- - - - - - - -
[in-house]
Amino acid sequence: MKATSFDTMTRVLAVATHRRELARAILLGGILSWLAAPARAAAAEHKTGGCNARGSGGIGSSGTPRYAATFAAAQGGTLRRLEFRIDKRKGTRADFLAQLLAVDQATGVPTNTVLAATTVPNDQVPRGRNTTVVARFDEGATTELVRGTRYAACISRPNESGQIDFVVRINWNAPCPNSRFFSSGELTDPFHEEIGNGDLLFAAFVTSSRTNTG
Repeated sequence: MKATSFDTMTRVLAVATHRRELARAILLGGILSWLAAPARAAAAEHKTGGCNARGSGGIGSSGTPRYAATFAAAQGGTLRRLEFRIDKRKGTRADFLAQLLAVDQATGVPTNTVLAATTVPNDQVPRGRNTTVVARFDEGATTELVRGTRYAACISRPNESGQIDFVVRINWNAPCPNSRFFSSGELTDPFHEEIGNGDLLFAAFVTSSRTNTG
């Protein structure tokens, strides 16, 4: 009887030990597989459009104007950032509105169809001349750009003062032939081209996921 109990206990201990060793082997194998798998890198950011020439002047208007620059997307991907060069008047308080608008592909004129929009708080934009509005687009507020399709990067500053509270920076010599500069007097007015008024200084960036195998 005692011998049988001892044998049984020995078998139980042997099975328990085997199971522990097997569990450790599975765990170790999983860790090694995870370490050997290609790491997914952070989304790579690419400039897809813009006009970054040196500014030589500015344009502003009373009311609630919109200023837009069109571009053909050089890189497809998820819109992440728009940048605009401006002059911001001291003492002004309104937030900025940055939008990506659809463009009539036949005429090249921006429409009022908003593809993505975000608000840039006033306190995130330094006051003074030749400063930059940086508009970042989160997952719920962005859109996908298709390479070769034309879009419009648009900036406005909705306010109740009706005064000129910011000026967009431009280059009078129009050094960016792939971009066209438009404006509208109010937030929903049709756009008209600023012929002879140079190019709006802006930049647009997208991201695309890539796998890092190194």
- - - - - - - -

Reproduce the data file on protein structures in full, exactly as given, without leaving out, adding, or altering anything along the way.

[in-house]
Amino acid sequence: MKATSFDTMTRVLAVATHRRELARAILLGGILSWLAAPARAAAAEHKTGGCNARGSGGIGSSGTPRYAATFAAAQGGTLRRLEFRIDKRKGTRADFLAQLLAVDQATGVPTNTVLAATTVPNDQVPRGRNTTVVARFDEGATTELVRGTRYAACISRPNESGQIDFVVRINWNAPCPNSRFFSSGELTDPFHEEIGNGDLLFAAFVTSSRTNTG
Repeated sequence: MKATSFDTMTRVLAVATHRRELARAILLGGILSWLAAPARAAAAEHKTGGCNARGSGGIGSSGTPRYAATFAAAQGGTLRRLEFRIDKRKGTRADFLAQLLAVDQATGVPTNTVLAATTVPNDQVPRGRNTTVVARFDEGATTELVRGTRYAACISRPNESGQIDFVVRINWNAPCPNSRFFSSGELTDPFHEEIGNGDLLFAAFVTSSRTNTG
């Protein structure tokens, strides 16, 4: 009887030990597989459009104007950032509105169809001349750009003062032939081209996921 109990206990201990060793082997194998798998890198950011020439002047208007620059997307991907060069008047308080608008592909004129929009708080934009509005687009507020399709990067500053509270920076010599500069007097007015008024200084960036195998 005692011998049988001892044998049984020995078998139980042997099975328990085997199971522990097997569990450790599975765990170790999983860790090694995870370490050997290609790491997914952070989304790579690419400039897809813009006009970054040196500014030589500015344009502003009373009311609630919109200023837009069109571009053909050089890189497809998820819109992440728009940048605009401006002059911001001291003492002004309104937030900025940055939008990506659809463009009539036949005429090249921006429409009022908003593809993505975000608000840039006033306190995130330094006051003074030749400063930059940086508009970042989160997952719920962005859109996908298709390479070769034309879009419009648009900036406005909705306010109740009706005064000129910011000026967009431009280059009078129009050094960016792939971009066209438009404006509208109010937030929903049709756009008209600023012929002879140079190019709006802006930049647009997208991201695309890539796998890092190194």